Puddings & Toyboys

A blog about my beautiful budgies.

Category Archives: regurgitate

Update on Perry’s health

In my last post on this subject (click here) I reported about Perry’s ‘turns’.  We have had further developments.

On the 4th July, Perry had, what I would describe as a ‘Twitchfest’.  He twitched, though not violently, off & on all day, but settled by bedtime.  I was on edge the whole time, anticipating that he would get worse.

Perry

Perry’s next, more significant, episode was on Saturday, the 22nd August.  At around 11am, he began twitching, & a couple of those were major enough to propel him off the perch.  At one point, he was hanging from the perch by one foot.  He seemed okay after about 15 minutes.  However, about two & a half hours later, the twitches began again, but this time they were throwing him off the perch, on average every 30 seconds (sometimes the frequency between was longer, sometimes shorter).  Lennie was sensible & went into Dalai’s cage, so I locked him in there for the duration.

For about an hour the twitches continued, at varying levels of intensity.  Each time his movement was from his left to the right, so I could predict where he would go/land.  Sometimes he would have a few minutes where he was just twitching & able to stay on the perch.  He pooped throughout, but a watery substance.  Through it all, he did not make a sound.  He was completely aware & scared as he clearly did not know what was happening to him.  The times he landed on the bottom of the cage he immediately made his way back up.  By 3pm they were subsiding & he was able to preen & behave a bit more normally, by which time, Lennie joined him again.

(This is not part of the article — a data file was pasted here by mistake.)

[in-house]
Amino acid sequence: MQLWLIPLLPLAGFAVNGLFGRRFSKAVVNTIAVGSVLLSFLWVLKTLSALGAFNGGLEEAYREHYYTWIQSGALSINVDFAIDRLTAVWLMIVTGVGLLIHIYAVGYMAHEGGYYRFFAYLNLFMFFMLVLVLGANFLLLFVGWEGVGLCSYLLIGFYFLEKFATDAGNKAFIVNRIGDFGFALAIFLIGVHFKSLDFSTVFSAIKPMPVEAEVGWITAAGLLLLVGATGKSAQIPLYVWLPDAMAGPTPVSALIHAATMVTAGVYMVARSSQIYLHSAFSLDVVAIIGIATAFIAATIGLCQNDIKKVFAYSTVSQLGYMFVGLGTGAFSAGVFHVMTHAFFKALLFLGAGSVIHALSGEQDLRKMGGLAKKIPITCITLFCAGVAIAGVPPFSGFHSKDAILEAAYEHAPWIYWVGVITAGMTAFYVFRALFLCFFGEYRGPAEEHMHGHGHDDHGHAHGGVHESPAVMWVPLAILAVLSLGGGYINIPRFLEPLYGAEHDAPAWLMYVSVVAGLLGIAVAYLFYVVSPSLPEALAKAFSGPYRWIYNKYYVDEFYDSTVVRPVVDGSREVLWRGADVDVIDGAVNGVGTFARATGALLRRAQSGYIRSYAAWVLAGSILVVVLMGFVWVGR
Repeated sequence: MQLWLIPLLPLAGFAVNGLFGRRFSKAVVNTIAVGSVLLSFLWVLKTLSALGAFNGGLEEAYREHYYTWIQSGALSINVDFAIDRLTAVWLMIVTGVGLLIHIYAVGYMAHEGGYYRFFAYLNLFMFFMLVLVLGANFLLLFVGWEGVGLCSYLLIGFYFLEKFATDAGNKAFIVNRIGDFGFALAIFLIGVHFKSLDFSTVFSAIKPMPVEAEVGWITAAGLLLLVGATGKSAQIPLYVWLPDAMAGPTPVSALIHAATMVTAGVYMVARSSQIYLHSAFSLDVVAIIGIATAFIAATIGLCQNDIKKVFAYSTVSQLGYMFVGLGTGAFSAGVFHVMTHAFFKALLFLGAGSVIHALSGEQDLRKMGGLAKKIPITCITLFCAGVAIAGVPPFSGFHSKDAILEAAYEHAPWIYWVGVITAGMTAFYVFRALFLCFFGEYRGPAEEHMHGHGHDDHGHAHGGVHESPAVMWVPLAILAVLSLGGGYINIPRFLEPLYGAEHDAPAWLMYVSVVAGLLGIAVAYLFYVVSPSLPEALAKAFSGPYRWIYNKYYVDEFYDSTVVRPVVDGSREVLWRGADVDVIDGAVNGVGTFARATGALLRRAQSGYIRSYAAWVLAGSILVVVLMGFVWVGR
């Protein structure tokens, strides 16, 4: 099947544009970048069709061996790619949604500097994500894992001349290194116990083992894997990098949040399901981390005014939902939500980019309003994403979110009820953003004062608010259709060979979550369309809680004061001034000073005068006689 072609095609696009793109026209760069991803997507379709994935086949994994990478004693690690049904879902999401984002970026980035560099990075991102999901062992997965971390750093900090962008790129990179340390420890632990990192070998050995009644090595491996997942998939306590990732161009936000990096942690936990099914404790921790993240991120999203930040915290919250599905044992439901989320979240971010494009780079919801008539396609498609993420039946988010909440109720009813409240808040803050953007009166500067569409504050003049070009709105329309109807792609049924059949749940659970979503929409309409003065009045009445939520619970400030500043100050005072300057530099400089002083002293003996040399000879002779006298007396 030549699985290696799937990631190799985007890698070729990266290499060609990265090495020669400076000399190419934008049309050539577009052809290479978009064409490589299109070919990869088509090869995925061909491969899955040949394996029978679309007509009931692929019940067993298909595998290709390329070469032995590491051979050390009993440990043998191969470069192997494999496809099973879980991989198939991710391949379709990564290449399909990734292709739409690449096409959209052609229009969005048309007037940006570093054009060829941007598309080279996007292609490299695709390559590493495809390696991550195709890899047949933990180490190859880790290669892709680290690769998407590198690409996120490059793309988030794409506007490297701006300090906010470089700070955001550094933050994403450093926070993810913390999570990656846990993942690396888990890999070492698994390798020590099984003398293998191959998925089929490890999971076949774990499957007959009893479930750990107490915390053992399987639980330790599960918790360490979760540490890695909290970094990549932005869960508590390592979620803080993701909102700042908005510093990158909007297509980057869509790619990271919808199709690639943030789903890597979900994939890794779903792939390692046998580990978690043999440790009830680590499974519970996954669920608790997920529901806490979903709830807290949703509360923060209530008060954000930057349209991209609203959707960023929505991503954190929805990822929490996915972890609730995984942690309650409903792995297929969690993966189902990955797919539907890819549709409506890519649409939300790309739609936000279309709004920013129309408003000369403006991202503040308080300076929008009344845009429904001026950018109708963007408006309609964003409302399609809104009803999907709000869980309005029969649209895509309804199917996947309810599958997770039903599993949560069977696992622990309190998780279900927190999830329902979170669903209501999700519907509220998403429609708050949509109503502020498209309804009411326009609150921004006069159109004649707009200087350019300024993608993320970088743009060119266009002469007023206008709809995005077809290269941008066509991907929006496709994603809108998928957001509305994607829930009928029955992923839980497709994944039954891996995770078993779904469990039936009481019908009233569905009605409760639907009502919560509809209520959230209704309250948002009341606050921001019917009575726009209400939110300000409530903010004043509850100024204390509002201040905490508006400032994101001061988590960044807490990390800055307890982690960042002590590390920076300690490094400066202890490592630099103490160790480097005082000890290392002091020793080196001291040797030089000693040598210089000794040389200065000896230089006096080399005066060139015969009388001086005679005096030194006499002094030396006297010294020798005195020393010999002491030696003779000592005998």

Things had settled down by the Monday, but nevertheless, I spoke to the vet, & she suggested adding calcium to their water as they were both still moulting.

New cage set up L to R: hospitalisation cage, ‘home’, Dalai’s cage